After making your first PCB, you’re immediately faced with your next challenge – drilling the holes. It’s a doable task with a small drill press, but a lot of makers already have a small CNC mill or router, but how to make that work the first time? [Alessio] has you covered with a technique that uses a CNC-mounted webcam and some linear algebra for perfect through-holes the first time and every time.
A few months ago we saw [Alessio]’s work with transform matrices and PCB drills. The reasoning behind this technique is if a PCB isn’t exactly aligned to a CNC mill’s axes, or if the scaling for a toner transfer board is a bit off, automating the drilling process will only end in pain, with holes going through traces and a whole host of other nasty things. The application of linear algebra gets around this problem – taking a measurement off of two or three known locations, it’s easy to program a CNC machine to drill exactly where it’s supposed to.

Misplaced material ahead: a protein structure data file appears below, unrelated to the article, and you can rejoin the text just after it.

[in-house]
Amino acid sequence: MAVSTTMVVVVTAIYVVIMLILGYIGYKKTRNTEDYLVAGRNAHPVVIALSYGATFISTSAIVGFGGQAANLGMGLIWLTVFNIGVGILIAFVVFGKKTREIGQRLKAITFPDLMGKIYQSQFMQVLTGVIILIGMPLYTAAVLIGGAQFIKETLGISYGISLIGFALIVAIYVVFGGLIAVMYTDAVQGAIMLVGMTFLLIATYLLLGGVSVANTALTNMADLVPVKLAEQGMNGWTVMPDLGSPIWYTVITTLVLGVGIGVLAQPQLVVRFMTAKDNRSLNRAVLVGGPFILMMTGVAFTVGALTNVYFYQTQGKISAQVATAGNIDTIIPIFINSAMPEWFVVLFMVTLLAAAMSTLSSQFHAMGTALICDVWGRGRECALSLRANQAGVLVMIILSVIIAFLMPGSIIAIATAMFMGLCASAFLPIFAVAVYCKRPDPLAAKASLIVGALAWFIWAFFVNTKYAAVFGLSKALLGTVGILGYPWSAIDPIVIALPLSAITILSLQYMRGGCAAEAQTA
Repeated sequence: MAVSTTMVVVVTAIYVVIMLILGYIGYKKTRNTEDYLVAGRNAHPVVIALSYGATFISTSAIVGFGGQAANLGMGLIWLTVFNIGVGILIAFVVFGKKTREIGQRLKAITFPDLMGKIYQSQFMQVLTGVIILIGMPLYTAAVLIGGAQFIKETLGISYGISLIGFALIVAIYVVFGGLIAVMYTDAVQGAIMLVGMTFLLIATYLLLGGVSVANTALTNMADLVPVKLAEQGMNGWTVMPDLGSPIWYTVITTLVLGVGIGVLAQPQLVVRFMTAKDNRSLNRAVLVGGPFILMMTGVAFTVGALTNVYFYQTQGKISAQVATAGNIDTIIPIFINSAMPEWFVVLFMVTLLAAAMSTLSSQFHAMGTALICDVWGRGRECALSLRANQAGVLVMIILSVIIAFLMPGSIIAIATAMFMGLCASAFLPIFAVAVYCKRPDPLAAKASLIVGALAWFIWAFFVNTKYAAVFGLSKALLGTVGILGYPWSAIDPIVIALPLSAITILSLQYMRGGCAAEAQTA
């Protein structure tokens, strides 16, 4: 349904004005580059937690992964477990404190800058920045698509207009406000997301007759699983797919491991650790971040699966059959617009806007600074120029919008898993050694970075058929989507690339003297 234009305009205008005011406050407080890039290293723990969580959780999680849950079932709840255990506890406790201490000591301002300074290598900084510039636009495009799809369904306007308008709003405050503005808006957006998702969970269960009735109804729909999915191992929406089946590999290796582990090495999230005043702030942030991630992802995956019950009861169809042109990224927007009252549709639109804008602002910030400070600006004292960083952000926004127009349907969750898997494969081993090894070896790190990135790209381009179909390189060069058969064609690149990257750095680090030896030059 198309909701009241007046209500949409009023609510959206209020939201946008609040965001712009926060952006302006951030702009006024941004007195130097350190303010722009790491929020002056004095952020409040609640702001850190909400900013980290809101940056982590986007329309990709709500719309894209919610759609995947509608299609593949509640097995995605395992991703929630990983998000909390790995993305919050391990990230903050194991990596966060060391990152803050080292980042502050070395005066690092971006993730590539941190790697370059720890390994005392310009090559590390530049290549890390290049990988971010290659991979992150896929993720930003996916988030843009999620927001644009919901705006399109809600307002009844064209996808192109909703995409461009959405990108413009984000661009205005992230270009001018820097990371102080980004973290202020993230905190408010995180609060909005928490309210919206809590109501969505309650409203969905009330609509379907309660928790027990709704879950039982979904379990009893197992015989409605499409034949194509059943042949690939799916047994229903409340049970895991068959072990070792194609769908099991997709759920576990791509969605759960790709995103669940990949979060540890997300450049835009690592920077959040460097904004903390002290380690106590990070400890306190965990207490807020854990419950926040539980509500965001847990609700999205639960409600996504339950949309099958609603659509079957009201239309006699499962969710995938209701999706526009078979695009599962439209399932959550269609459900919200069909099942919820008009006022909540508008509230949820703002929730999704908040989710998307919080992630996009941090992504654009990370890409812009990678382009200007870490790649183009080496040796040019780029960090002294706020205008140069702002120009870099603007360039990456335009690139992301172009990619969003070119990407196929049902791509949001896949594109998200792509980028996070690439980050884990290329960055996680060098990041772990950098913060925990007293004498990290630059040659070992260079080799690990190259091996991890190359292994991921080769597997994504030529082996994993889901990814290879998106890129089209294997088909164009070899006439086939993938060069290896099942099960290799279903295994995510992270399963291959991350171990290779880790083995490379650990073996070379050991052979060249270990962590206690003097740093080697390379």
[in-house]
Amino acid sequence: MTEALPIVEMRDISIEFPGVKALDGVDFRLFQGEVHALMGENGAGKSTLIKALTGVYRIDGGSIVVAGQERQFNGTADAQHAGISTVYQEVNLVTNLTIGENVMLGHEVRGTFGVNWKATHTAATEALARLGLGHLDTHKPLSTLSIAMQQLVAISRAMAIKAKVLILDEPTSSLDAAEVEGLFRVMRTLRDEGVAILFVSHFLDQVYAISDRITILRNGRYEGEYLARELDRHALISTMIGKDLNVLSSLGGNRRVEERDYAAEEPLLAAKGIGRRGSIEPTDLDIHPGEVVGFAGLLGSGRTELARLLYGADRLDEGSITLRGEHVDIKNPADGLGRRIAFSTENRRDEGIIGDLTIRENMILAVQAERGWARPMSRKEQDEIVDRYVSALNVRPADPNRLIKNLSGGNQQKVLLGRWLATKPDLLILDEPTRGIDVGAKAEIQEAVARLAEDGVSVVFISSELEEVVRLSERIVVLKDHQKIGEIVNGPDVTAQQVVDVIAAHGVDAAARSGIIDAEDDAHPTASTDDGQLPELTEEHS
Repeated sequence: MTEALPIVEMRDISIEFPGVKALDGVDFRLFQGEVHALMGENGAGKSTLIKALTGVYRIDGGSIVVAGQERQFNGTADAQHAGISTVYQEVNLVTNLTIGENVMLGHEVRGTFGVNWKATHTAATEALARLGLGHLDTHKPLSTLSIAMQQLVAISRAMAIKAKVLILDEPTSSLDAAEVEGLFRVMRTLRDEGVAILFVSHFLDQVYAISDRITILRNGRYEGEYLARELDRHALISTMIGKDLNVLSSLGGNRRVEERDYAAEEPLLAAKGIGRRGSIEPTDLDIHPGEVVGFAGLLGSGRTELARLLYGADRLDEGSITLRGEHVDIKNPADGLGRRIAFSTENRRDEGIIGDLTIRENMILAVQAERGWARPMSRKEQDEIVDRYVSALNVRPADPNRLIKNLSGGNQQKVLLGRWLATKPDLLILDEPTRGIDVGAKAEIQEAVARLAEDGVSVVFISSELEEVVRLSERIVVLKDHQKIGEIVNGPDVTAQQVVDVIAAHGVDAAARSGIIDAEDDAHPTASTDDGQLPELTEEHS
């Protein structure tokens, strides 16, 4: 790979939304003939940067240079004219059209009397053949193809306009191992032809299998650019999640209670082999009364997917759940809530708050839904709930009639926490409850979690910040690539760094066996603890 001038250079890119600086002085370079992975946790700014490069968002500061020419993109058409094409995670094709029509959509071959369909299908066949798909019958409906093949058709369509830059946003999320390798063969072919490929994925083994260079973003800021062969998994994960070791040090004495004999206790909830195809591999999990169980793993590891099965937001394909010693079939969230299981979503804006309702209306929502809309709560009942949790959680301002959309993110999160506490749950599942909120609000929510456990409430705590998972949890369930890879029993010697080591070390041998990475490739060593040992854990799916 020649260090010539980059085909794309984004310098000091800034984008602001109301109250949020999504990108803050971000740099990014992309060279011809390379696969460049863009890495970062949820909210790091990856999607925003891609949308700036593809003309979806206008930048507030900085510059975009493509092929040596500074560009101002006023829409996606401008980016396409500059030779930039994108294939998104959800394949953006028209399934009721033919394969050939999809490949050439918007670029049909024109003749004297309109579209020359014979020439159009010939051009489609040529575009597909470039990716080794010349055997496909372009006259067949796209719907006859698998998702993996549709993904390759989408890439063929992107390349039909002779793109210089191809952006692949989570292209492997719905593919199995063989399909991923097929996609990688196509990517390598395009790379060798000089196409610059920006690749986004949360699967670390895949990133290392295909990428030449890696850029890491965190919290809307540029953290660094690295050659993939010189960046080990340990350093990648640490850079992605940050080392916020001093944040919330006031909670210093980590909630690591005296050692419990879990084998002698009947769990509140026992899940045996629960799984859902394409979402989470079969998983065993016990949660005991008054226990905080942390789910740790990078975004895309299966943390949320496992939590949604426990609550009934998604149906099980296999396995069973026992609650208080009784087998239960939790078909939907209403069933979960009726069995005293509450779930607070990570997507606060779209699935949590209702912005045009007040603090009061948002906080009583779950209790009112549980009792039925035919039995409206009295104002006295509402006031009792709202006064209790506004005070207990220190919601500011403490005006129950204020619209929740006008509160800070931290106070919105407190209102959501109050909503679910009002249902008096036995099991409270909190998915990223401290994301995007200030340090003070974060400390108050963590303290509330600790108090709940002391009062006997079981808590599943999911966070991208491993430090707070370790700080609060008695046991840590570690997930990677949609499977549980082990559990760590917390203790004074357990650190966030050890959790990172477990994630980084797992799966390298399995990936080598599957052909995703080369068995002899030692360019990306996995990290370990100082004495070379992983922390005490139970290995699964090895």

[Alessio]’s new project takes the same mathematical techniques and applies them to a very sleek application that uses a drill-mounted webcam. After taping his homebrew PCB down to the mill, [Alessio] simply marks off a few known points, imports the drill file, and lets a computer calculate where to drill the holes. The results are remarkable – with a soldermask and silkscreen equipment, these handmade boards can be just as good as professionally manufactured boards,
There are Windows and OS X binaries for [Alessio]’s tool available on his page, with a video demo available below.